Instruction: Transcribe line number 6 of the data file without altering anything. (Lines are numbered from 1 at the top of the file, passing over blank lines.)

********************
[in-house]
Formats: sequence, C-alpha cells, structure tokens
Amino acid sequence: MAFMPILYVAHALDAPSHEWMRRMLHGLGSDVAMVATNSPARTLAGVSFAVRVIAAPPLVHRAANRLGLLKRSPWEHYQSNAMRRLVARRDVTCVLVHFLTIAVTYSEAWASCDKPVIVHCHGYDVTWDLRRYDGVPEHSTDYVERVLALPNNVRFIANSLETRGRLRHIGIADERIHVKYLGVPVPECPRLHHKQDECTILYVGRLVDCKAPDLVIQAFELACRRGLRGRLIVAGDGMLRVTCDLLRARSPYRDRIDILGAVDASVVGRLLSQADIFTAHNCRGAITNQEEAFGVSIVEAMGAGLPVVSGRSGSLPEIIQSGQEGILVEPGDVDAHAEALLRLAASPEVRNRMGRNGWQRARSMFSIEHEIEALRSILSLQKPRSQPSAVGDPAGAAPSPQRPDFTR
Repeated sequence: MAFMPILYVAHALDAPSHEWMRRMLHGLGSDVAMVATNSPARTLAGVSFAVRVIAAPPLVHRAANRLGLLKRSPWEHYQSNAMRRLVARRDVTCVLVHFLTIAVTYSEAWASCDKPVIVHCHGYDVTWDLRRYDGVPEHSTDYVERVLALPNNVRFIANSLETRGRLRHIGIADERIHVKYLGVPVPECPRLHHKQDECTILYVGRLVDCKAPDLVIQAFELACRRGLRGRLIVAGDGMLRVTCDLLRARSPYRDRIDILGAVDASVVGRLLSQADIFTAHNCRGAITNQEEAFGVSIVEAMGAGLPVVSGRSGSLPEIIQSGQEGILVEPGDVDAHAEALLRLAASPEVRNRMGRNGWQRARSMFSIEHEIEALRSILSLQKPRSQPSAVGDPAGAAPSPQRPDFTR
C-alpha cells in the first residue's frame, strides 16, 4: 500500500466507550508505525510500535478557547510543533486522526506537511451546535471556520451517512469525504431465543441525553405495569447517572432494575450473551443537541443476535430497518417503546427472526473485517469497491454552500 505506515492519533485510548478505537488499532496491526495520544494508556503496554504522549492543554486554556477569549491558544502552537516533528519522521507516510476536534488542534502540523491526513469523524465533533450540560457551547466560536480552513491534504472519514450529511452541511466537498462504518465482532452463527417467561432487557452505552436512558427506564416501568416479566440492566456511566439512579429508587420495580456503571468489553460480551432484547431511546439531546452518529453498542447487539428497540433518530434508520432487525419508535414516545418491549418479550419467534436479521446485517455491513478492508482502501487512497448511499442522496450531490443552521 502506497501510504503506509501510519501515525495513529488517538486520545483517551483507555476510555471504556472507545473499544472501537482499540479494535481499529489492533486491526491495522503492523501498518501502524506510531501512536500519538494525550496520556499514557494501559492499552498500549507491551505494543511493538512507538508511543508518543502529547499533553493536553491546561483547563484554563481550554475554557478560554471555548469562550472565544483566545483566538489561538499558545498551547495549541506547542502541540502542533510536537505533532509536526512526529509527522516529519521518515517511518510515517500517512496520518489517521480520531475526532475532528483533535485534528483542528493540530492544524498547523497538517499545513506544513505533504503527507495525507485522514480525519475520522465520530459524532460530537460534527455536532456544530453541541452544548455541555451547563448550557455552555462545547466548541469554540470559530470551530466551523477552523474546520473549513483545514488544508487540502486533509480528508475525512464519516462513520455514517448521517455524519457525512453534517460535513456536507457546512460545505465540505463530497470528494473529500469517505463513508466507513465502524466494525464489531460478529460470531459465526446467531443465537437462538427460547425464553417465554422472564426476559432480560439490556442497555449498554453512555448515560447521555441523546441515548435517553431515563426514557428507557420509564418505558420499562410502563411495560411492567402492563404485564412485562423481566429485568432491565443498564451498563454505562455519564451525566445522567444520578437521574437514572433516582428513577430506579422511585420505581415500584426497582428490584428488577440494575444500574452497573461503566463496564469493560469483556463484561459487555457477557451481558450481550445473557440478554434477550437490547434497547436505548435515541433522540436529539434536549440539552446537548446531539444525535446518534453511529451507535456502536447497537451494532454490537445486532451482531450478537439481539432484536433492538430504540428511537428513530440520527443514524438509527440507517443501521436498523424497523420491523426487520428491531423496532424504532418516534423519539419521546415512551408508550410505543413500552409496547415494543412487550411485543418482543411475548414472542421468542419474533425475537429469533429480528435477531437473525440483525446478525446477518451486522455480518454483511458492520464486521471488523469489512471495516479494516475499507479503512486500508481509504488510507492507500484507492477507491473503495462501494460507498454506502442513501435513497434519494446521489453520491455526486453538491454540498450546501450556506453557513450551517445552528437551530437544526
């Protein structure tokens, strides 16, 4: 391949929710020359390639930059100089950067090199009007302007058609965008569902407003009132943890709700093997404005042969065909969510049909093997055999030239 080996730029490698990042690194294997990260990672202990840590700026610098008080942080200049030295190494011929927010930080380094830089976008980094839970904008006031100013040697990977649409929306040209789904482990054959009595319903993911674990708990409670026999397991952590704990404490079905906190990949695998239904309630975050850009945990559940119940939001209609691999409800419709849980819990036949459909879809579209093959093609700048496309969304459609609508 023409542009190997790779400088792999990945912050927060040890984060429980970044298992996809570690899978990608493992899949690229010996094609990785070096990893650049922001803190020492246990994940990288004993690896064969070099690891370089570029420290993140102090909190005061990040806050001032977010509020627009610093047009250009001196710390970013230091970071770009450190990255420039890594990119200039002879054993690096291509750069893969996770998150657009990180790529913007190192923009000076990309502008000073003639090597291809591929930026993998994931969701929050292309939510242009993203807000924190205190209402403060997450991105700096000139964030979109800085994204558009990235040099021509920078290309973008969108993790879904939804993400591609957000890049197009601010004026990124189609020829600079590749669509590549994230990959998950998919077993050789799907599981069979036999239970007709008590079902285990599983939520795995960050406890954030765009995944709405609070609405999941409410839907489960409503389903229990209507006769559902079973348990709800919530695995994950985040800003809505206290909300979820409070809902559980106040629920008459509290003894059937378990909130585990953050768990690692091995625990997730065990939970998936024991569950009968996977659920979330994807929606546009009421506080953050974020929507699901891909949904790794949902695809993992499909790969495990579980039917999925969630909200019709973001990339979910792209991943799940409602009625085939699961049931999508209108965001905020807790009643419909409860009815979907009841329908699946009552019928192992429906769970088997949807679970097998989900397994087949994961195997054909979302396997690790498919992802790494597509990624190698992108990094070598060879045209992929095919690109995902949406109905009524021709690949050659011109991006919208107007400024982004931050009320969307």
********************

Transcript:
């Protein structure tokens, strides 16, 4: 391949929710020359390639930059100089950067090199009007302007058609965008569902407003009132943890709700093997404005042969065909969510049909093997055999030239 080996730029490698990042690194294997990260990672202990840590700026610098008080942080200049030295190494011929927010930080380094830089976008980094839970904008006031100013040697990977649409929306040209789904482990054959009595319903993911674990708990409670026999397991952590704990404490079905906190990949695998239904309630975050850009945990559940119940939001209609691999409800419709849980819990036949459909879809579209093959093609700048496309969304459609609508 023409542009190997790779400088792999990945912050927060040890984060429980970044298992996809570690899978990608493992899949690229010996094609990785070096990893650049922001803190020492246990994940990288004993690896064969070099690891370089570029420290993140102090909190005061990040806050001032977010509020627009610093047009250009001196710390970013230091970071770009450190990255420039890594990119200039002879054993690096291509750069893969996770998150657009990180790529913007190192923009000076990309502008000073003639090597291809591929930026993998994931969701929050292309939510242009993203807000924190205190209402403060997450991105700096000139964030979109800085994204558009990235040099021509920078290309973008969108993790879904939804993400591609957000890049197009601010004026990124189609020829600079590749669509590549994230990959998950998919077993050789799907599981069979036999239970007709008590079902285990599983939520795995960050406890954030765009995944709405609070609405999941409410839907489960409503389903229990209507006769559902079973348990709800919530695995994950985040800003809505206290909300979820409070809902559980106040629920008459509290003894059937378990909130585990953050768990690692091995625990997730065990939970998936024991569950009968996977659920979330994807929606546009009421506080953050974020929507699901891909949904790794949902695809993992499909790969495990579980039917999925969630909200019709973001990339979910792209991943799940409602009625085939699961049931999508209108965001905020807790009643419909409860009815979907009841329908699946009552019928192992429906769970088997949807679970097998989900397994087949994961195997054909979302396997690790498919992802790494597509990624190698992108990094070598060879045209992929095919690109995902949406109905009524021709690949050659011109991006919208107007400024982004931050009320969307």